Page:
We’re in a “superbubble”, says Jeremy Grantham – so are we heading for a “superbust”?

America's Nasdaq stock index is down by more than 10% after soaring to all-time highs in a "superbubble". Are we about to see a "superbust" stockmarket crash? John Stepek looks at what's going on.

Nasdaq tech stock index
US tech stocks are falling hard
(Image credit: © Noam Galai/Getty Images)

The Nasdaq entered “correction” territory yesterday. In other words, it was down more than 10% from its most recent high – an all-time high set in November.

More than any other global stockmarket or sector, the US tech index has been the barometer for this particular bull phase.

So are we now on the slide? One of the smartest investors we know certainly thinks so.

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The air is already leaking out of the superbubble

Jeremy Grantham, the founder of asset manager GMO, has a long history of leaning towards the bearish side of things. But he also has a long history of being right about bubbles. And today he thinks the US is not just in a bubble, but in a “superbubble”.

In his latest research piece, Grantham notes that GMO has defined an investment bubble as a market that moves more than two standard deviations above its trend.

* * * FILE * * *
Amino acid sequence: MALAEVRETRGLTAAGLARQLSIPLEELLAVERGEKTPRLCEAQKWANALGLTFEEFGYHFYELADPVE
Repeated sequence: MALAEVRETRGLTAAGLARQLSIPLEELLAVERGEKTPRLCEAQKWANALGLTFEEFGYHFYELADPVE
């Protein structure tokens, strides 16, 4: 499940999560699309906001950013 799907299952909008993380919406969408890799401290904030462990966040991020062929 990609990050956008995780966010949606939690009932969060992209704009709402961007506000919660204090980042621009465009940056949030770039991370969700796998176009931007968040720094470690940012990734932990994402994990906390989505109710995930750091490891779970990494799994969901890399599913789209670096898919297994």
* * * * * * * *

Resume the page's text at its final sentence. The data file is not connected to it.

“Standard deviation” is the sort of term that brings many people out in an allergic reaction, but the gist of it is pretty simple: it describes how much of an outlier a particular data point is.

If markets were like toin cosses (or perfectly efficient), you’d expect a two standard deviation event to happen every 44 years, says Grantham. As it stands, GMO reckons they happen in markets every 35 years. That makes sense if you believe that investors are not as narrowly rational as they’re cracked up to be, and that emotion-led manias are regular occurrences.

Now, however, we’ve gone even beyond the “normal” bubble. Instead, says Grantham, the US specifically is in a “super bubble”, having moved three standard deviations from the trend.

This is the sort of thing that should only happen once every 100 years. It’s not quite that rare, but Grantham reckons it’s only been seen on five other occasions: US stocks in 1929 and 2000 (the tech bubble); US housing in 2006; plus Japanese stocks and property in the late 1980s.

“All five of these greatest of all bubbles fell all the way back to the trend.” Grantham notes that if the S&P 500 does the same from here, it could end up dropping to 2,500 (it’s currently around 4,500).

Grantham also reckons that the air started leaking out of the current bubble as far back as February last year, which is when the most speculative stocks on the market peaked (a glance at Cathie Wood’s ARK Innovation ETF is the best barometer of this one – it’s fallen in half since then).

Would the Fed really tolerate a halving of the S&P 500?

I certainly don’t disagree with Grantham’s bearishness. US stocks (specifically) are overvalued and there have been so many headline-grabbing moments of ridiculous exuberance that I could write a week’s worth of these emails just listing them.

What with markets now convinced that the Federal Reserve has turned into an aggressive anti-inflation establishment, it’s little wonder that markets are struggling.

I’d just add a cautionary note on the “return to trend” point. I’m not convinced about a scenario in which the Fed (or other central banks for that matter) is happy with the idea of the S&P 500 falling by 50%.